We recommend starting your campfire with s’mores so that by the time the campfire is done, that sugar-high has worn off and everyone is ready for bed. For more s’more information, please read my blog post: “Let’s Talk S’Mores.”

So, what are your favorite ways to jazz up the s’more experience? We’d love to hear them.

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Chicken Chow Mein

When we go out for Asian food whether it is dine-in or take-out, chow mein is always one of the dishes we order. It is great as an entrée or as a side dish. It also makes a great camping dish because, for the most part, it is a one-pot recipe. And, I don’t think I’ve met a kid who didn’t like noodles.

We’ve made this recipe a few times and we love it. My son has even gone back for thirds! It is loaded with healthy vegetables and the flavors, particularly the ginger, really pop.

If you need to cook gluten-free, you could easily swap out the Yaki-Soba for gluten-free spaghetti. The flavor and texture will be subtly different, but with all the other flavors going on, you probably won’t notice.

You could serve this as a stand-alone dish or as a side dish. As a stand-alone, it serves 4-5. As a side dish, you could probably double that. If you’re serving as a side dish, you could omit the chicken and do something else with it like Teriyaki Chicken or my Kung Pao Chicken.

You could also serve the chow mein (with or without the chicken) with my Beef and Broccoli Stir Fry. You could serve this with an Asian marinated flank steak. You could serve this with pot stickers, egg rolls or just a simple Asian salad. Really, the possibilities are endless.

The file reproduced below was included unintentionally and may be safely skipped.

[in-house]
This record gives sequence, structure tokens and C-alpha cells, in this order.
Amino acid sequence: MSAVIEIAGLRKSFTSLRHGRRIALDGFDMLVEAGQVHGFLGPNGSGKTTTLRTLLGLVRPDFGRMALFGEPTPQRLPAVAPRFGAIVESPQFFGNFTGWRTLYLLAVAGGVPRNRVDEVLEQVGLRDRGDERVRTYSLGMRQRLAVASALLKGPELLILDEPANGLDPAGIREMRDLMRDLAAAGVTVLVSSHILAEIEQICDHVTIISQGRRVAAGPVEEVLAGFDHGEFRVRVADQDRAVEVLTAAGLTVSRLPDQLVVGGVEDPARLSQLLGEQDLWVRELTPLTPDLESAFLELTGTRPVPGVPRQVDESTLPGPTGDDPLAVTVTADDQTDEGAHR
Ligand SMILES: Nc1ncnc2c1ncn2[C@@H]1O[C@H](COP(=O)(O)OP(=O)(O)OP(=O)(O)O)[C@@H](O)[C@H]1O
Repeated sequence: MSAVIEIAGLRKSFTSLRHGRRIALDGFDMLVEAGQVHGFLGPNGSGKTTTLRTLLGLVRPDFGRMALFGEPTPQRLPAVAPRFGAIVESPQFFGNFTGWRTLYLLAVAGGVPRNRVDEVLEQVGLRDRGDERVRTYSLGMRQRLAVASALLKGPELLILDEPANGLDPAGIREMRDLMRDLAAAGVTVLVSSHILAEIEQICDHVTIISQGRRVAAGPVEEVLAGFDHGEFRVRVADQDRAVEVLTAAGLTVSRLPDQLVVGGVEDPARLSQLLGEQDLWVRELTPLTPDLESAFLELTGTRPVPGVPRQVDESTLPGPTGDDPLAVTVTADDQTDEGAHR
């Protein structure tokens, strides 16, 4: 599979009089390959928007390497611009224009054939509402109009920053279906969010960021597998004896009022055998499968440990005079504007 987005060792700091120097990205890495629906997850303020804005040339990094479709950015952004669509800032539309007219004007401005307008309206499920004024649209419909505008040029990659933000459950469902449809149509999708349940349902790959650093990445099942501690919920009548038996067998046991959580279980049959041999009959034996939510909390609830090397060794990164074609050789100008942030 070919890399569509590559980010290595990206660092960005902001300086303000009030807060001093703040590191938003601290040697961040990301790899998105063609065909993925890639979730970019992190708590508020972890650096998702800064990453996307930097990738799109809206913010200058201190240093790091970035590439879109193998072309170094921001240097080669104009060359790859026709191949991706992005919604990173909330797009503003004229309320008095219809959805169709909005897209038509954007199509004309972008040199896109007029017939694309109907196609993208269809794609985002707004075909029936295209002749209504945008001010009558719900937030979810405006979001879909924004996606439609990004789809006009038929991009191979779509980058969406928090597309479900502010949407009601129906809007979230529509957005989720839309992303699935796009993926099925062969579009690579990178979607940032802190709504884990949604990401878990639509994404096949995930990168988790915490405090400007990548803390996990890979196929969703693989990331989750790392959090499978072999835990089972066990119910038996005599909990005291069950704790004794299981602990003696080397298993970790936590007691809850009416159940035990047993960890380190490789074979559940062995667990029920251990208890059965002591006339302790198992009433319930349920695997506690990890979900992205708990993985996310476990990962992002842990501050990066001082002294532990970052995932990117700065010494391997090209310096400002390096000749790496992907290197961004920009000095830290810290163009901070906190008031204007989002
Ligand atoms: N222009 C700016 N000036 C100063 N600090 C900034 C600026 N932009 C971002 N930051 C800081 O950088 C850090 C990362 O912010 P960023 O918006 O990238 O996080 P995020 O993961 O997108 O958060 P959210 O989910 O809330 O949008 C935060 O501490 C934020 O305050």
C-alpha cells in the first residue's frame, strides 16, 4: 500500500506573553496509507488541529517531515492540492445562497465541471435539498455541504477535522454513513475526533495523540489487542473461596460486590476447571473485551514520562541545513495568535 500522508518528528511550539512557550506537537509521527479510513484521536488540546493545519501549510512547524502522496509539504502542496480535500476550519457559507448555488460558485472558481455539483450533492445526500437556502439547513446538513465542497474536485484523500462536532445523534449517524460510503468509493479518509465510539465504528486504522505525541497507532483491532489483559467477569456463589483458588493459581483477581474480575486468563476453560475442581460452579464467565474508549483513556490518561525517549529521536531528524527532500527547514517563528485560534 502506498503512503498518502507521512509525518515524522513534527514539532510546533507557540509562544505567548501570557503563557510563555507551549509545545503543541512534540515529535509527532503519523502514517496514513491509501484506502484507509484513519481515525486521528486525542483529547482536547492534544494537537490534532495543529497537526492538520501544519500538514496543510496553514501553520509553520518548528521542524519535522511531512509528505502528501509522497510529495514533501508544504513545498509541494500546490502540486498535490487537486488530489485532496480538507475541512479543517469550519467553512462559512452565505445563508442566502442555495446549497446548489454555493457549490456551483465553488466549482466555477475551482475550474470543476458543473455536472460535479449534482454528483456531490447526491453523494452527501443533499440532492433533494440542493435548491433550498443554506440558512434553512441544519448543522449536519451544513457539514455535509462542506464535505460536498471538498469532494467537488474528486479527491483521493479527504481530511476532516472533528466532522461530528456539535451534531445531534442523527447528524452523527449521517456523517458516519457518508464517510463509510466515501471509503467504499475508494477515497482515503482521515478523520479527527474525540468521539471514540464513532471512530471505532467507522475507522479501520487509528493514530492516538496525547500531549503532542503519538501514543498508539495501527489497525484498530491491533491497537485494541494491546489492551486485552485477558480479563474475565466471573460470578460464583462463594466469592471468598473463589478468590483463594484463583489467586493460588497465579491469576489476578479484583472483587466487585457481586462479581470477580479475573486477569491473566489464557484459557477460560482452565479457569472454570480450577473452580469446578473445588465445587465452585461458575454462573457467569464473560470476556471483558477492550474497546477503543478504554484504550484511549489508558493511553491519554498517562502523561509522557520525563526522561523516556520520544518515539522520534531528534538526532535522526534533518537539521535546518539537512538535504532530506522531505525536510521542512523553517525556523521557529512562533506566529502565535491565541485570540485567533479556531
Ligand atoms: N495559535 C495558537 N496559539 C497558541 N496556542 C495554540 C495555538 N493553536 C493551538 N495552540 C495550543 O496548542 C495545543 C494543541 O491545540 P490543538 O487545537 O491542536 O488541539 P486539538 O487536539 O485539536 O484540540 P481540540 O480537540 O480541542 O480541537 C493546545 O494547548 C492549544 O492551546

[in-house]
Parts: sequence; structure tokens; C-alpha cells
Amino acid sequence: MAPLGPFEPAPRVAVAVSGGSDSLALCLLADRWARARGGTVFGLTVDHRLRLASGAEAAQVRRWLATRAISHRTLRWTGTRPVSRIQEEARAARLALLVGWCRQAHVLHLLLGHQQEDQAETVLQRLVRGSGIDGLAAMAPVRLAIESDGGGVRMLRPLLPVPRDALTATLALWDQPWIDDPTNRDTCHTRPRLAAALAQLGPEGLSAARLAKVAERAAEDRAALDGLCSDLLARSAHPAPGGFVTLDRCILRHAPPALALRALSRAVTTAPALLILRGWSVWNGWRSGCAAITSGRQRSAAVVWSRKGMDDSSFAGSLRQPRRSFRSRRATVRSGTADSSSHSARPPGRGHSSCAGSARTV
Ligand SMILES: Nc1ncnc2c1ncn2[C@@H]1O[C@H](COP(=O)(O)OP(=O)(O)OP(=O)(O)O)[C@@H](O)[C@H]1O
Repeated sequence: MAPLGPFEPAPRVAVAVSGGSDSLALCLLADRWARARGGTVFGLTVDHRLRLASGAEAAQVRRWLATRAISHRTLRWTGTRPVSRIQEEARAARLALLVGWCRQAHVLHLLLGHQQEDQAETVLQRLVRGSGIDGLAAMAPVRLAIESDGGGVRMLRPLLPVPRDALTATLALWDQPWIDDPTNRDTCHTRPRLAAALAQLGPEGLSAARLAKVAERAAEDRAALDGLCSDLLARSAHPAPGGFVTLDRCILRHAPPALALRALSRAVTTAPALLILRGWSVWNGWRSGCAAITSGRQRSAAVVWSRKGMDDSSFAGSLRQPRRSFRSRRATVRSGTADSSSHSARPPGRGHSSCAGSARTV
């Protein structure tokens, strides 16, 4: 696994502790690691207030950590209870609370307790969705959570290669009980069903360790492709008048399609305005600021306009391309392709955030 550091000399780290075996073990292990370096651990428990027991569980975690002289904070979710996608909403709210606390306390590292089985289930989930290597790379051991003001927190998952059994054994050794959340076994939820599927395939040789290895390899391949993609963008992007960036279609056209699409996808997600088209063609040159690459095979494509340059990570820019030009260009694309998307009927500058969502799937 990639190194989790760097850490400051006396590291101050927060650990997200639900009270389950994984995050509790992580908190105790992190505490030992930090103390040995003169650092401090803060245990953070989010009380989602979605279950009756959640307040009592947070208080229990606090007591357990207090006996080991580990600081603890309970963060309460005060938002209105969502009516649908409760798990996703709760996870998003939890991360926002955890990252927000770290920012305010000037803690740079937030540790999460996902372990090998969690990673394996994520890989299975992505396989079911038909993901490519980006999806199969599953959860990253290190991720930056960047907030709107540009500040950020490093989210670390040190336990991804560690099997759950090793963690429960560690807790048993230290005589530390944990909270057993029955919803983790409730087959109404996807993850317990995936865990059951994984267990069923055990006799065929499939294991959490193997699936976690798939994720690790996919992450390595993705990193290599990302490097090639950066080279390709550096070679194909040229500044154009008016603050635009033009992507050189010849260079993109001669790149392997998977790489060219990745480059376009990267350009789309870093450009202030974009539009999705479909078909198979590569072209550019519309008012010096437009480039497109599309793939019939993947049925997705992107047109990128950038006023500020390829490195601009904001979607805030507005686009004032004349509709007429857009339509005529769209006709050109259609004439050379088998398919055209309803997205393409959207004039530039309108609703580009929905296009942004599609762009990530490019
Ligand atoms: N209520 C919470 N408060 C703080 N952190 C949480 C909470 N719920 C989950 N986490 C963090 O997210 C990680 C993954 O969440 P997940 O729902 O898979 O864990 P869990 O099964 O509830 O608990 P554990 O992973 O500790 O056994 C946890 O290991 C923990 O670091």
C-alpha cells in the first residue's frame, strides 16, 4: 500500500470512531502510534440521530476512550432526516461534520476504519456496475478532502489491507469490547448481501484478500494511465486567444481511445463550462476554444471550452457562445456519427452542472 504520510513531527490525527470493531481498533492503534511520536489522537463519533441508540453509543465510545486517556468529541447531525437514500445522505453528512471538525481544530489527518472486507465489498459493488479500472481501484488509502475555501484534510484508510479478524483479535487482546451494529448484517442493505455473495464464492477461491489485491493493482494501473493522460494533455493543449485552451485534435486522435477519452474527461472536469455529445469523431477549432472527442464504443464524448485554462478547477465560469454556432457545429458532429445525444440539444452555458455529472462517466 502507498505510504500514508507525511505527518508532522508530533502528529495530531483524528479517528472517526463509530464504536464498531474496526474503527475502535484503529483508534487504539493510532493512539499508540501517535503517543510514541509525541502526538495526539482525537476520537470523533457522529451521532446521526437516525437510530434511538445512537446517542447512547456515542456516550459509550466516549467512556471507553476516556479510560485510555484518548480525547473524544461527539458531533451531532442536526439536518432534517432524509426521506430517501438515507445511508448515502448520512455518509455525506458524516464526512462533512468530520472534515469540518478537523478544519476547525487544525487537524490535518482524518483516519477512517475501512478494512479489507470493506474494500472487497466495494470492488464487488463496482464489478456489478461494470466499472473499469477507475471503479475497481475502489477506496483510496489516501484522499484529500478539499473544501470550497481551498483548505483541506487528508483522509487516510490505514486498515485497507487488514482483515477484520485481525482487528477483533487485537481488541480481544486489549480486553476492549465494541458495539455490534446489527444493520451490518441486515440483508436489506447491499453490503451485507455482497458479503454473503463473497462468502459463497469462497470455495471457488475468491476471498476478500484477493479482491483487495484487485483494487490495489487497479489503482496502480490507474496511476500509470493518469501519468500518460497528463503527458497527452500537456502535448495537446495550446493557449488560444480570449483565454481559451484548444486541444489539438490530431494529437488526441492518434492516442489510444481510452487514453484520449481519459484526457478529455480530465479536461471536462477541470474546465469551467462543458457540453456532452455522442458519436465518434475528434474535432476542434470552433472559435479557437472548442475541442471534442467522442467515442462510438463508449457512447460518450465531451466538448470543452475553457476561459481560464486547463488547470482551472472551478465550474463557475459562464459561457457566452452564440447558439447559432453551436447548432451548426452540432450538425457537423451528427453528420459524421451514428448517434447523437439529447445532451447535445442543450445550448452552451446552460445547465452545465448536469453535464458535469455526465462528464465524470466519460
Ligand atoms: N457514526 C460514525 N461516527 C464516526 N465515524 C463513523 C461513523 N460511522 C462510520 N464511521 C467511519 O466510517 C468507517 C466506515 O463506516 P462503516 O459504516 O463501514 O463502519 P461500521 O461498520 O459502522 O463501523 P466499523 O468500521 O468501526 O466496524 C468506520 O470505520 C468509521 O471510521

A lot of the prep for this could be done at home before you go. In camp, you could make this in a cast-iron wok on a big camp stove or in a Dutch oven on the stove or over coals, or in a large, deep skillet. If all the prep is done at home, you can get this meal on the picnic table in less than 30 minutes, depending on what else you serve with it.

¼ cup soy sauce
3 cloves garlic, minced
1 tablespoon brown sugar, packed
2 teaspoons freshly grated ginger or ½ teaspoon dried, ground ginger
¼ teaspoon white pepper
3 (5.6-ounce) packages refrigerated Yaki-Soba, seasoning sauce packets discarded*
1 onion, sliced into half or quarter moons, depending on your preference
3 stalks celery, sliced diagonally
2 cups shredded cabbage
2 cup carrots , shredded or julienne sliced
4 green onions, sliced with whites and greens separated
1 cup fresh bean sprouts
2 boneless skinless chicken breasts , cut into bite-size pieces
2 tablespoons sesame oil
½ teaspoon salt
½ teaspoon black pepper